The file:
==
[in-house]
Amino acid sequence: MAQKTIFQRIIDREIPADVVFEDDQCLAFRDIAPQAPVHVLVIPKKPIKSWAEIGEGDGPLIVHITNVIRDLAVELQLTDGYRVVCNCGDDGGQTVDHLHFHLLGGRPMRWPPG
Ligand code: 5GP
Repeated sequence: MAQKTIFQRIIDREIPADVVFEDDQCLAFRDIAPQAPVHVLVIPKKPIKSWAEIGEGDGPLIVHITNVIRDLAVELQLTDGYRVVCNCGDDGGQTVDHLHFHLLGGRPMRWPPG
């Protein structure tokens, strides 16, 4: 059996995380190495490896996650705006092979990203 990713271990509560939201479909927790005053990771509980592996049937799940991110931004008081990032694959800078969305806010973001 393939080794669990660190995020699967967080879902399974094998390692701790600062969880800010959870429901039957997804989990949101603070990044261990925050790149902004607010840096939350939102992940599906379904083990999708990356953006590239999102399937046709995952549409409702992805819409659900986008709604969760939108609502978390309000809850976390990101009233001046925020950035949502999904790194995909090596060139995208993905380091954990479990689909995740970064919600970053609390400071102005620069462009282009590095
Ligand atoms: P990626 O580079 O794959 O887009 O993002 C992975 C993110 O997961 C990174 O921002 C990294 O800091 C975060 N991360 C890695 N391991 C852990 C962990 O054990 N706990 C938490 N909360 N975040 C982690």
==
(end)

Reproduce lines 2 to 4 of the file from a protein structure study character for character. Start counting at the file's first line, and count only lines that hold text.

Amino acid sequence: MAQKTIFQRIIDREIPADVVFEDDQCLAFRDIAPQAPVHVLVIPKKPIKSWAEIGEGDGPLIVHITNVIRDLAVELQLTDGYRVVCNCGDDGGQTVDHLHFHLLGGRPMRWPPG
Ligand code: 5GP
Repeated sequence: MAQKTIFQRIIDREIPADVVFEDDQCLAFRDIAPQAPVHVLVIPKKPIKSWAEIGEGDGPLIVHITNVIRDLAVELQLTDGYRVVCNCGDDGGQTVDHLHFHLLGGRPMRWPPG